§ Order for Second Reading read.
§ 11.5 a.m.
§ Mr. R. W. SMITH
I beg to move, "That the Bill be now read a Second time."
In asking the House to grant a Second Reading to this Bill, I feel that I am making a very reasonable request, for its, main object is to grant to the solicitors' profession in Scotland the rights and privileges which are at present enjoyed by solicitors both in England and in Ireland. It seeks to give to the profession the right to control its own affairs, and I am sure the House, and certainly all Scottish Members, will agree with me that Scottish solicitors are quite as capable of looking after their own affairs as solicitors in England or Ireland. The Bill sets up two bodies, a General Council and a Discipline Committee. The General Council is to be composed entirely of solicitors who are to be elected by certain constituencies or units. The various legal societies are grouped into units of either single societies or groups of two or more. There are 16 of these units, and there must be at least 16 members on the General Council. There may be more, for this reason. The First Schedule, which makes provision for the election of the council, provides that, if any society or group of societies—that is, any unit—contains under 80 members capable of voting, they are to be entitled to have one representative on the General Council, if there are more than 80 members in any unit but under 200 they are to be entitled to two members, between 200 and 400 they are to be entitled to three, and, if there are more than 400, they are to be entitled to four members. These members are to be elected by the solicitors themselves.
The other body that is to be set up, the Discipline Committee, is to consist of not less than five or more than seven persons who are to be chosen by the Lord President from a panel of names to be submitted by the General Council. The Discipline Committee will have certain definite powers. The provisions with regard to the election of the General Council are in Clause 2 and the First and 630 Second Schedules and the method in which the Discipline Committee is to be set up will he found in Clause 24. The General Council is to regulate the admission and. enrolment of solicitors. It is to make provision for the necessary examination, and Part II shows what is necessary before a man can become a solicitor. He has to have certain qualifications. He must be over 21 years of age, and he must have had an apprenticeship of five years with a practising solicitor. In certain cases the five years may be reduced to three; for instance, in the case of an advocate who desires to become a solicitor, in the case of a barrister at the English Bar and also in the case of an English solicitor and in two other cases where certain degrees have been taken.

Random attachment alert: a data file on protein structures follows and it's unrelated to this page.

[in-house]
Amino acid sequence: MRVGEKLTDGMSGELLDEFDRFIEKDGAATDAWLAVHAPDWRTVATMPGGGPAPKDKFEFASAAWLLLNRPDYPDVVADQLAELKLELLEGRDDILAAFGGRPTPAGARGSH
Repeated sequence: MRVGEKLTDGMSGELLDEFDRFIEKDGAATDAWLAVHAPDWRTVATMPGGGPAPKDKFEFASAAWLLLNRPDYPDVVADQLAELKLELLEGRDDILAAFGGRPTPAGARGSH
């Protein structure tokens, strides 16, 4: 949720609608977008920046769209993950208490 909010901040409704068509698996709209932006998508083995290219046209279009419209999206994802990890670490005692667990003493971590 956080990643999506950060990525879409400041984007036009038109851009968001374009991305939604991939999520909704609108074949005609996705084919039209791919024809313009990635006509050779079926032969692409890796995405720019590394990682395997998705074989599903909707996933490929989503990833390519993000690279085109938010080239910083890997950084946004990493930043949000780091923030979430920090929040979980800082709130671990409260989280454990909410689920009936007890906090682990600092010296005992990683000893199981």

The General Council has to make provision for the examination of solicitors in accordance with regulations copies of which are to be transmitted to the Lord President and which come into force 21 days thereafter, so that it rests with the Lord President to see that these rules and regulations are in order. The General Council have to recommend and give a certificate to applicants before they become solicitors. The registration and enrolment of solicitors is at present in the hands of the Registrar of Law Agents. The present Registrar will continue until there is a vacancy. After the first vacancy, the registration will pass into the hands of the General Council.
The Discipline Committee is to have power to deal with cases of any unfortunate action on the part of a solicitor which calls for inquiry. At present anyone can apply to the Court in the case of alleged professional misconduct by a solicitor. The Bill gives the Discipline Committee the right to make the first inquiry into the facts of the case and to say whether there is a case to go to the Court. That seems to me a very reasonable provision which is certainly to the advantage of solicitors, because they will, first of all, be dealt with and judged by their own brethren. No one need fear that the rights of the general public are taken away, because the complainer has a right of appeal from the decision of the Discipline Committee to the Court, and any decision can be appealed against by the solicitor if he considers that he has been unfairly treated. The Discipline Committee is given power to censure and also to impose a fine.